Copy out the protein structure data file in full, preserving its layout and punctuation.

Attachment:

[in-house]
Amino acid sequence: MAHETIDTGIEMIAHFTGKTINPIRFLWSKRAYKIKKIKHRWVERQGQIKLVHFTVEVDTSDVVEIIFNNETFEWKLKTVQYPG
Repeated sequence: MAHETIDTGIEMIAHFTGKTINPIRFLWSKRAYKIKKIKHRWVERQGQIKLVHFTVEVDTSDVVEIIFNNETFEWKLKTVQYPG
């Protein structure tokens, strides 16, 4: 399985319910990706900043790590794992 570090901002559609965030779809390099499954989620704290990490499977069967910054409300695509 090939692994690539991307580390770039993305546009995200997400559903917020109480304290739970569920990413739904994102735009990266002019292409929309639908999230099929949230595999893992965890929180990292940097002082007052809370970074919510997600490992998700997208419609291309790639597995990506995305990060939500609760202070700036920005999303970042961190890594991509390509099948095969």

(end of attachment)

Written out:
[in-house]
Amino acid sequence: MAHETIDTGIEMIAHFTGKTINPIRFLWSKRAYKIKKIKHRWVERQGQIKLVHFTVEVDTSDVVEIIFNNETFEWKLKTVQYPG
Repeated sequence: MAHETIDTGIEMIAHFTGKTINPIRFLWSKRAYKIKKIKHRWVERQGQIKLVHFTVEVDTSDVVEIIFNNETFEWKLKTVQYPG
């Protein structure tokens, strides 16, 4: 399985319910990706900043790590794992 570090901002559609965030779809390099499954989620704290990490499977069967910054409300695509 090939692994690539991307580390770039993305546009995200997400559903917020109480304290739970569920990413739904994102735009990266002019292409929309639908999230099929949230595999893992965890929180990292940097002082007052809370970074919510997600490992998700997208419609291309790639597995990506995305990060939500609760202070700036920005999303970042961190890594991509390509099948095969």